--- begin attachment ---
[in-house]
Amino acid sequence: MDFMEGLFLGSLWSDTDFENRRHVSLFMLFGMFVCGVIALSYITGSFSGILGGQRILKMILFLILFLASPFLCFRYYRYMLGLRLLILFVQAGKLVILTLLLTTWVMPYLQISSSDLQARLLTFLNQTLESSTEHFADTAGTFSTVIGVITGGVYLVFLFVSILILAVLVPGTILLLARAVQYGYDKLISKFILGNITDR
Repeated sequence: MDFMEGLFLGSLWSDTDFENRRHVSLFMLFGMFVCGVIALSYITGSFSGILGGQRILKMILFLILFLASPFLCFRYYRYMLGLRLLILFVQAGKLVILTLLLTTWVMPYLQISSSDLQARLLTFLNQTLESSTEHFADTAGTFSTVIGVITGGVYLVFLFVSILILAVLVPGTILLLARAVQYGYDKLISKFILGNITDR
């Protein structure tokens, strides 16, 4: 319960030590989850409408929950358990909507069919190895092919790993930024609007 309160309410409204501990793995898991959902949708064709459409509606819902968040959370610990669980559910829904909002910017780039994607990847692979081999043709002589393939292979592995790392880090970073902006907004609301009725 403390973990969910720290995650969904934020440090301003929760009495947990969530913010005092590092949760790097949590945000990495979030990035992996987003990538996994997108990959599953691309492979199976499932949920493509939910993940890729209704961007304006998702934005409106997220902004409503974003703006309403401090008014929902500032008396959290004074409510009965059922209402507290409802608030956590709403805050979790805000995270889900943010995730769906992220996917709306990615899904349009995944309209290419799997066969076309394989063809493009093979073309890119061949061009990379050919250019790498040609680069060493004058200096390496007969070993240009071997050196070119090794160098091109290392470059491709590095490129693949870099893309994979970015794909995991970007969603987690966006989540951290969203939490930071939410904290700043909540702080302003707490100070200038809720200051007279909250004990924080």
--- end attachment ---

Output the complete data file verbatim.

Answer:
[in-house]
Amino acid sequence: MDFMEGLFLGSLWSDTDFENRRHVSLFMLFGMFVCGVIALSYITGSFSGILGGQRILKMILFLILFLASPFLCFRYYRYMLGLRLLILFVQAGKLVILTLLLTTWVMPYLQISSSDLQARLLTFLNQTLESSTEHFADTAGTFSTVIGVITGGVYLVFLFVSILILAVLVPGTILLLARAVQYGYDKLISKFILGNITDR
Repeated sequence: MDFMEGLFLGSLWSDTDFENRRHVSLFMLFGMFVCGVIALSYITGSFSGILGGQRILKMILFLILFLASPFLCFRYYRYMLGLRLLILFVQAGKLVILTLLLTTWVMPYLQISSSDLQARLLTFLNQTLESSTEHFADTAGTFSTVIGVITGGVYLVFLFVSILILAVLVPGTILLLARAVQYGYDKLISKFILGNITDR
């Protein structure tokens, strides 16, 4: 319960030590989850409408929950358990909507069919190895092919790993930024609007 309160309410409204501990793995898991959902949708064709459409509606819902968040959370610990669980559910829904909002910017780039994607990847692979081999043709002589393939292979592995790392880090970073902006907004609301009725 403390973990969910720290995650969904934020440090301003929760009495947990969530913010005092590092949760790097949590945000990495979030990035992996987003990538996994997108990959599953691309492979199976499932949920493509939910993940890729209704961007304006998702934005409106997220902004409503974003703006309403401090008014929902500032008396959290004074409510009965059922209402507290409802608030956590709403805050979790805000995270889900943010995730769906992220996917709306990615899904349009995944309209290419799997066969076309394989063809493009093979073309890119061949061009990379050919250019790498040609680069060493004058200096390496007969070993240009071997050196070119090794160098091109290392470059491709590095490129693949870099893309994979970015794909995991970007969603987690966006989540951290969203939490930071939410904290700043909540702080302003707490100070200038809720200051007279909250004990924080």